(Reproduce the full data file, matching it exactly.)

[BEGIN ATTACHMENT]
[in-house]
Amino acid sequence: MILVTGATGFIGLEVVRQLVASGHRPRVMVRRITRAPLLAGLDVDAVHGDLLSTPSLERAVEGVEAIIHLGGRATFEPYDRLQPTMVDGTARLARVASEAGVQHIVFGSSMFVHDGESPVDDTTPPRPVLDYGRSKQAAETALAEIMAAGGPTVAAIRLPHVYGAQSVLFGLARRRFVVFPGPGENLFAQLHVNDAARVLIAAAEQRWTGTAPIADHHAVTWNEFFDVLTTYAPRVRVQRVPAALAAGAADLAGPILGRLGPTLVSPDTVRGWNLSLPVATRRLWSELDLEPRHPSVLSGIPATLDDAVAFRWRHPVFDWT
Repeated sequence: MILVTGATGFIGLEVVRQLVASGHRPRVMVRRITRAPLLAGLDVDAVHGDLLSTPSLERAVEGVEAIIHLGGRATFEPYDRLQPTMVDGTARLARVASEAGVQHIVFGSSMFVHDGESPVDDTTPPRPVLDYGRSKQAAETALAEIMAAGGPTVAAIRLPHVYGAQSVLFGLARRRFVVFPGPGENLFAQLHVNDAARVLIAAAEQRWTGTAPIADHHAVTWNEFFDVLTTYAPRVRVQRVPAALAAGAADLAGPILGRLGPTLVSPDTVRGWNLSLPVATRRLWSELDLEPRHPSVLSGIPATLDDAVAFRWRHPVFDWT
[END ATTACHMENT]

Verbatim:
[in-house]
Amino acid sequence: MILVTGATGFIGLEVVRQLVASGHRPRVMVRRITRAPLLAGLDVDAVHGDLLSTPSLERAVEGVEAIIHLGGRATFEPYDRLQPTMVDGTARLARVASEAGVQHIVFGSSMFVHDGESPVDDTTPPRPVLDYGRSKQAAETALAEIMAAGGPTVAAIRLPHVYGAQSVLFGLARRRFVVFPGPGENLFAQLHVNDAARVLIAAAEQRWTGTAPIADHHAVTWNEFFDVLTTYAPRVRVQRVPAALAAGAADLAGPILGRLGPTLVSPDTVRGWNLSLPVATRRLWSELDLEPRHPSVLSGIPATLDDAVAFRWRHPVFDWT
Repeated sequence: MILVTGATGFIGLEVVRQLVASGHRPRVMVRRITRAPLLAGLDVDAVHGDLLSTPSLERAVEGVEAIIHLGGRATFEPYDRLQPTMVDGTARLARVASEAGVQHIVFGSSMFVHDGESPVDDTTPPRPVLDYGRSKQAAETALAEIMAAGGPTVAAIRLPHVYGAQSVLFGLARRRFVVFPGPGENLFAQLHVNDAARVLIAAAEQRWTGTAPIADHHAVTWNEFFDVLTTYAPRVRVQRVPAALAAGAADLAGPILGRLGPTLVSPDTVRGWNLSLPVATRRLWSELDLEPRHPSVLSGIPATLDDAVAFRWRHPVFDWT